Let’s get started making a simple Zap. I’m going to create one that connects my Twitter account to Slack. View the screencast below or read on for the written version of this quick tutorial.
I want every tweet that mentions me to get sent to a #tweets Slack channel. This is the kind of thing that could be useful for a small company that wants everyone to see the Twitter feedback from their clients.
To follow along, you need a Twitter account and a Slack channel. Both are free so if you haven’t got them already, sign up before continuing.
1. Setting Up the Trigger App
Head to Zapier’s website and sign up for a free account. Once you’ve got an account set up, click on the Make a Zap! button to get started.
First, you need to select the Trigger App. For us, it’s going to be Twitter. Use the search bar to find and then select it.
Twitter has eight different triggers but the one we’re interested in is Search Mention. Select it and click Save + Continue.
Next you need to connect your Twitter account to Zapier. Click Connect a New Account and then log in and give Zapier all the relevant permissions. Once you’re done, click Save + Continue again.
For the Search Term, I want to use my Twitter handle, @harryguinness. This way any tweet that mentions me will trigger Zapier. Depending on what your business does, you might want to use more general terms such as your product name. Enter what you want and click Continue.
To finish setting up the trigger, Zapier will prompt you to test it by fetching the most recent result for the search term. Click Fetch & Continue to make sure everything is running properly. With that done, the trigger is set up and ready to go.
2. Setting Up the Action App
With the trigger ready, it’s time to configure Zapier so the tweet gets sent to Slack. Use the search bar to find Slack and select it.
Slack has plenty of different actions to choose from. For this Zap, select Send Channel Message and then Save + Continue.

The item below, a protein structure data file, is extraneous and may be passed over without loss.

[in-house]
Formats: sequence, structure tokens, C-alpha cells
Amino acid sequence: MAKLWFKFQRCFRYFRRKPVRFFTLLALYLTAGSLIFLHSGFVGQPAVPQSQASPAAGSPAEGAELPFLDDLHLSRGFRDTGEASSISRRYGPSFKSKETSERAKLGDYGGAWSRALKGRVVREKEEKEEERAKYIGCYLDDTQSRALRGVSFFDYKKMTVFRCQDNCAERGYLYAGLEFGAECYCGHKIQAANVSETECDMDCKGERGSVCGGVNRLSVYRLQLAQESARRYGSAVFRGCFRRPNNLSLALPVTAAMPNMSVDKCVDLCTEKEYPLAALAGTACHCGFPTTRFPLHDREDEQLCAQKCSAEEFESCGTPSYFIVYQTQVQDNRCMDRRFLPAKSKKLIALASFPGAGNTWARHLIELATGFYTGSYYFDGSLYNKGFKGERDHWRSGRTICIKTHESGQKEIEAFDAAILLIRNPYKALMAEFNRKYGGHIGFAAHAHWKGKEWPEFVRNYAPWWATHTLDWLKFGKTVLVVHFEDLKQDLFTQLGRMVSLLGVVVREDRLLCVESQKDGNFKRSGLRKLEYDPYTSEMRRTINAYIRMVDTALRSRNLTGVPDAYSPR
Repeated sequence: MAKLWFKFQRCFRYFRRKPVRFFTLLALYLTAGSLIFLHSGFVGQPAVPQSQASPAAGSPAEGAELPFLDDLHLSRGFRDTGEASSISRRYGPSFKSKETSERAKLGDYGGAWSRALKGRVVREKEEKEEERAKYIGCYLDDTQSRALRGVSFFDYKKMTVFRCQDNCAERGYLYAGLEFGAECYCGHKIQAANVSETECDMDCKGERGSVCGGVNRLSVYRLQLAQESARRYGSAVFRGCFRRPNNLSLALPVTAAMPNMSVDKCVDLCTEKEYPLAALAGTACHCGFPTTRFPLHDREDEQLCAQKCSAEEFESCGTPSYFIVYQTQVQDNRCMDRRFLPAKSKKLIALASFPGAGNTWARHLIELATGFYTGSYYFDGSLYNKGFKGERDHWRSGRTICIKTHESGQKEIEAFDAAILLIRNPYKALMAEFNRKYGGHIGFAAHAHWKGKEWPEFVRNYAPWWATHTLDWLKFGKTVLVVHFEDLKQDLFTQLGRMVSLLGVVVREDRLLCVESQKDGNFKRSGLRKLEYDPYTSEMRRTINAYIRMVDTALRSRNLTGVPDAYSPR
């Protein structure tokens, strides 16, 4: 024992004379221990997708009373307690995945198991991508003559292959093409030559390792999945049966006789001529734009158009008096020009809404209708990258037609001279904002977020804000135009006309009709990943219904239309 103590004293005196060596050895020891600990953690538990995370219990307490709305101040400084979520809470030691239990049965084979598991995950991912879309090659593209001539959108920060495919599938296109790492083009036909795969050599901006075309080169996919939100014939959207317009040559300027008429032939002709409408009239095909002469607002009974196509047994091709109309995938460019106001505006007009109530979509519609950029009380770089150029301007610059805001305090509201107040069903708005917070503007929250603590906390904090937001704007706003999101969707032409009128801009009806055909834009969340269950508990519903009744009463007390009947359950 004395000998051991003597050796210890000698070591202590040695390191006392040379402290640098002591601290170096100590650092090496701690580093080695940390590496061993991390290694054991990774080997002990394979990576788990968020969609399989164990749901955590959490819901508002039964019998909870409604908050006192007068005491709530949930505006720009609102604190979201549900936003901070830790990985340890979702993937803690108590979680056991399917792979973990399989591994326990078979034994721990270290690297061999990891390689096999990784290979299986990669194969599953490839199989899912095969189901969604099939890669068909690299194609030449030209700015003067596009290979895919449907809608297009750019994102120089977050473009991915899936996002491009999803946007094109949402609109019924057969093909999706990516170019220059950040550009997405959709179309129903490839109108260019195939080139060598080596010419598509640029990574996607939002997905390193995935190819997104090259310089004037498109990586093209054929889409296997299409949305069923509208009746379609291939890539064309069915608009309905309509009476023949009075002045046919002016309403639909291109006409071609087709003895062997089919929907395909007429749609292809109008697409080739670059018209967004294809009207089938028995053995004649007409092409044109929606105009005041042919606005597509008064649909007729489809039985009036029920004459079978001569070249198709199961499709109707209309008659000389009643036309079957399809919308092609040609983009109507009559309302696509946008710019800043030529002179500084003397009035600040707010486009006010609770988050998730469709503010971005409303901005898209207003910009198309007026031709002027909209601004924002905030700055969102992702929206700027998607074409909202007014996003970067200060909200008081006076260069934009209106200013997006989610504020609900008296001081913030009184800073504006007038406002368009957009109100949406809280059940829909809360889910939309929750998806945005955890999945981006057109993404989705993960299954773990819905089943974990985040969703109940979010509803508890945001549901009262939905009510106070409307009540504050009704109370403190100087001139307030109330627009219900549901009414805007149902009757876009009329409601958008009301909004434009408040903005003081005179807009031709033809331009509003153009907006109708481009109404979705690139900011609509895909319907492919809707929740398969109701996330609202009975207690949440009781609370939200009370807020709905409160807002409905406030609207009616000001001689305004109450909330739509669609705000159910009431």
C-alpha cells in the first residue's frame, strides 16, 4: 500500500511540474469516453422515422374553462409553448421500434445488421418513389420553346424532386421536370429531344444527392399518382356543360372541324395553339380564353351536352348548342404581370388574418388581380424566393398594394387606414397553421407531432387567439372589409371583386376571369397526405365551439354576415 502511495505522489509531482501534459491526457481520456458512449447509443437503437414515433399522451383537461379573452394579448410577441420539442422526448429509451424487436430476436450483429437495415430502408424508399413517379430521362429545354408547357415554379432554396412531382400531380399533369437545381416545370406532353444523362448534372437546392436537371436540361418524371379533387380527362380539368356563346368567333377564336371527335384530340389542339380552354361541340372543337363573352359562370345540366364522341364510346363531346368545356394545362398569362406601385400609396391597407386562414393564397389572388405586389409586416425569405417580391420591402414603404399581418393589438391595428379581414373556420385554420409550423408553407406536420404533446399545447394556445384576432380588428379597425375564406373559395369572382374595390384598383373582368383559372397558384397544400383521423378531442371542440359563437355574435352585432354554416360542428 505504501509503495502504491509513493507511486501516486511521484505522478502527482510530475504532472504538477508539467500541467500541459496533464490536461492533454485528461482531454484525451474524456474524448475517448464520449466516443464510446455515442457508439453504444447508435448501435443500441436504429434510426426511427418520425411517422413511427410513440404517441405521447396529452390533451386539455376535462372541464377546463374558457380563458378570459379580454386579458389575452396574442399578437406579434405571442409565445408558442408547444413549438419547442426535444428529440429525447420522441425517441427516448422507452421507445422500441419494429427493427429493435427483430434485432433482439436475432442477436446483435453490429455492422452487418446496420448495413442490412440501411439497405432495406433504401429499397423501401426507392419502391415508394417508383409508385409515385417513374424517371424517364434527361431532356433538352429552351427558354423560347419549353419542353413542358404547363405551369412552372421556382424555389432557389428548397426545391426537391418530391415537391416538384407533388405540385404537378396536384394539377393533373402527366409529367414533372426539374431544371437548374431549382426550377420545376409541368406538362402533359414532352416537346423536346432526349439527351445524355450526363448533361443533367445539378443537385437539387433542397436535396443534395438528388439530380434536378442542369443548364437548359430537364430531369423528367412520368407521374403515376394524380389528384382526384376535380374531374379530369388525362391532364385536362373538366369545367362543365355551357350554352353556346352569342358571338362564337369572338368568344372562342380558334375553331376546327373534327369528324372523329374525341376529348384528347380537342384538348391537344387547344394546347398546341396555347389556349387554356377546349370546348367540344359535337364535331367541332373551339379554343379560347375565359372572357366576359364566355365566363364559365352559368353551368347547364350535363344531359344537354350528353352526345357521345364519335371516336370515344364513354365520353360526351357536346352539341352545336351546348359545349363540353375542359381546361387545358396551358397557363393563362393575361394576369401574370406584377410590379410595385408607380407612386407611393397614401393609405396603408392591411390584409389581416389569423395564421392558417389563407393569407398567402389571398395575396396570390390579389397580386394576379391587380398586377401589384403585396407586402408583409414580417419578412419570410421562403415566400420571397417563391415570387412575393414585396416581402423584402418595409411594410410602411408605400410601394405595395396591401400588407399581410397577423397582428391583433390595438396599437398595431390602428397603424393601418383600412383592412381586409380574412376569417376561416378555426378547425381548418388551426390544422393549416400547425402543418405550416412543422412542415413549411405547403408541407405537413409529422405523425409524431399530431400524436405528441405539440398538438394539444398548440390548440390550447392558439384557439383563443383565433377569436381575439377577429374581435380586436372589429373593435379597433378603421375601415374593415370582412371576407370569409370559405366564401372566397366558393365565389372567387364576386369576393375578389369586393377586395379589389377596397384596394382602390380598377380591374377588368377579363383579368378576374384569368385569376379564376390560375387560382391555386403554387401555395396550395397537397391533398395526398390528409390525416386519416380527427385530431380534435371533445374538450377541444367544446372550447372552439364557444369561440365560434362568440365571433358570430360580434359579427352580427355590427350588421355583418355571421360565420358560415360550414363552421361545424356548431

Like with Twitter, you need to log in and give Zapier permission to access everything. Do that and then click Save + Continue.
Next, it’s time to configure how the message will appear in Slack. Select the Channel you want to use from the relevant dropdown menu.
The most important section is the Message Text. Click the + icon in the top right corner of the box and Zapier will pull all the information from the test tweet. You can select any of these fill in values and they will be dynamically populated whenever Zapier runs.
I set mine up so that the Slack message includes the sender’s username, the Text of their message and the URL that links back to it. For this Zap, you can leave the rest of Zapier’s defaults as they are, and click Continue.
It’s now time to test the action. Click Create & Continue, wait a few moments, and then check to see that the tweet has been posted to Slack. If it has, you’re all good. Click Finish, name your Zap and then turn it on. Now any time someone tweets at you, it will appear in your Slack channel.
Zapier has a variety of different plans to suit any business. The Free plan which we used in this tutorial is fine if you only need a couple of Zaps that run infrequently: you’re limited to 5 Zaps and they can only run 100 times per month. There are also a small number of Premium apps that you can’t use. You also can’t create Multi-Step Zaps with a free plan, which have more than one action.
If you hit any of those limits, you need to upgrade to one of their paid tiers. For $20 dollars a month, the Basic plan gets you 20 Zaps and 3000 runs. Plans go up in price and Zaps from there. If none of the plans work for you, Zapier are happy to sort you out with a custom solution.
Zapier is a powerful tool for connecting different apps. As small businesses have moved away from monolithic single packages of software to smaller more specific apps, there’s a need for tools to link them together. If you’re going to use three or four different tools, you want them to play nice.
In this tutorial I showed you how to create a simple Zap. You can dive a lot deeper into Zapier and create Zaps that are custom made for your business and the tools you use. I recommend you play around with Zapier’s free plan, see what triggers and actions are available for the apps you use, and work out where they could help your business.
If you only use one or two tools—like we do at Envato Tuts+—you might not find it too useful, but if you manage tasks across a dozen different services it could dramatically improve your business.